2007 450te back rim failure

    I almost didn't post this because it was so embarrassing. Different bikes have different issues. But all of them need to be checked after every ride. It can be loose spokes, sprocket bolts, whatever. The cliche' that an ounce of prevention is worth a pound of cure applies to all modern off-road bikes. They are made lighter, faster, and usually better in every way. That is what we as consumers of these products ask for. But it is up to us to not take the maintenance schedule for granted. Folks who race know that after every race they check the bike top down. Many of us are more casual trail riders or weekend warriors. So it is easy to make the mistake of thinking that because we don't ride as hard our maintenance should be less. NOT SO! I don't race but I do ride pretty hard and pretty far sometimes. The bike needs the same TLC is if I raced 3 20 mile loops in the Nevada desert. Most of us know this already. Some of us like me forget that and risk ruining a great ride because we didn't take a few minutes to do our due dillengence. Also riding a plated bike means that we might be riding down the highway at 50+ mph. You definately don't want your sproket bolts coming loose then!
  13. PMAUST

    Husqy txc450 or crf450x?

    I have to echo this sentiment. Just one reason that I love my Husky so much is that it is so reliable. But there are at least a dozen other reasons that I am impressed with the new Huskies.
  14. PMAUST

    2007 450te back rim failure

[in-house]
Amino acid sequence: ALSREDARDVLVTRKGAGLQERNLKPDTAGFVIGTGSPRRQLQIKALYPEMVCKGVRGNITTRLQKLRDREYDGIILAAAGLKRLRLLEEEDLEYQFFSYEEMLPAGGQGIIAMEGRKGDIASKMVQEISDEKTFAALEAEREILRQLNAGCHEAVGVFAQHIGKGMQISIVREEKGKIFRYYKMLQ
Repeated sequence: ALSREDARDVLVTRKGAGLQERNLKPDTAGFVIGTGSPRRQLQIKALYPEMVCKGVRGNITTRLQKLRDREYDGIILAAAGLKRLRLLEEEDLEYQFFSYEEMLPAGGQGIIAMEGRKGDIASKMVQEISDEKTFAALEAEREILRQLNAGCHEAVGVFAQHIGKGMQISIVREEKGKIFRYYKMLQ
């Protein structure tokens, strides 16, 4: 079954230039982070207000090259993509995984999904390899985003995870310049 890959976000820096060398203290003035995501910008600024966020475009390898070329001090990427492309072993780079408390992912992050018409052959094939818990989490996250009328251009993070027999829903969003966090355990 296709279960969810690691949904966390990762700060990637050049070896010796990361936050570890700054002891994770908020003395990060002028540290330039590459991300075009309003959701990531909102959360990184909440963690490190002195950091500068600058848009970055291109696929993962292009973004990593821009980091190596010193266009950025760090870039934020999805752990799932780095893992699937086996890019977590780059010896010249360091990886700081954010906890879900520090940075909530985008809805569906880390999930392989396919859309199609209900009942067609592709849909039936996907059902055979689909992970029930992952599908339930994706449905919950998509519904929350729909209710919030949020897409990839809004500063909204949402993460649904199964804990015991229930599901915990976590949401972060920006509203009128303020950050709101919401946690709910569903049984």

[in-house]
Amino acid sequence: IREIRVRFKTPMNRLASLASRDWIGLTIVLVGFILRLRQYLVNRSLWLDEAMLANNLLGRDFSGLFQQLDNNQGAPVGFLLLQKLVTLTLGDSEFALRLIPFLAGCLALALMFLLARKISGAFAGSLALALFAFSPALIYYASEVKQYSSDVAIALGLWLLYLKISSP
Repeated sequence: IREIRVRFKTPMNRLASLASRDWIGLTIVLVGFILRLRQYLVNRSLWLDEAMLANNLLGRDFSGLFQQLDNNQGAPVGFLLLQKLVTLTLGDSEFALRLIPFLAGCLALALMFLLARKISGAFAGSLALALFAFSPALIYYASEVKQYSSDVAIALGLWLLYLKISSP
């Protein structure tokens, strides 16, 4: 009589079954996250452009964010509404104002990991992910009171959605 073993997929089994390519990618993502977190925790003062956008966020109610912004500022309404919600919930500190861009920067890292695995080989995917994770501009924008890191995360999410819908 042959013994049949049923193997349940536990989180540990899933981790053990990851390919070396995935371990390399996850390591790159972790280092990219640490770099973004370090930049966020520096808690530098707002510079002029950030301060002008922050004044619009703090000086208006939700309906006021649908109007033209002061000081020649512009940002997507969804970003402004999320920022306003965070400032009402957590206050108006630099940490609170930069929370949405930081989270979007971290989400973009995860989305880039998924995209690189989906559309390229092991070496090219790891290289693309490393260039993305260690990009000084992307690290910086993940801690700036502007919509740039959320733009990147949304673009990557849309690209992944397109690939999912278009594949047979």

I am bringing this old thread up to share my experience with loose sprocket bolts. I normally pride myself for paying attention to detail as far as maintenance goes but I made a really stupid mistake a few weeks ago that I'd like to share. After I bought my 07 TE450, I went around and checked the torque on all of the bolts including the sprocket. I checked the sprocket a few times thereafter. Last November, I was involved in a pretty serious crash while on a ride. I couldn't ride for many months after that do to some injuries to internal organs and such. So in June I started doing some moderate rides again to build my strength and endurance back up. Before I rode the bike, I repaired the damage caused by the crash, cleaned it and checked the tightness of all the bolts except the sprocket bolts. Very dumb! Towards the end of the ride, it felt like I had a flat rear tire. The bike was kind of swerving back and forth and not handling correctly. I pulled over to see what was going on and found the rear sprocket missing a bold and the rest loose. So we tightened up the bolts and I was able to finish out the ride. Later I bought some replacement bolts with the idea in mind that I would just replace them all. The new set came with locktite. But a ride came up before I could replace them all so I replaced only the one that was missing and a second one that was damaged and made sure that all of them were tight. I got busy but did a few more rides without checking them. I got back from my last ride late so I just put the bike away dirty. When I pulled it out to clean it, I checked all the bolts again including the sprocket. I was amazed to find all of the original sprocket bolts loose again! I hope that others learn from my mistake. Even if you are not racing, don't get complacent. Check the bolts regularly! All of them! Now, if I could just get a new pair of knees.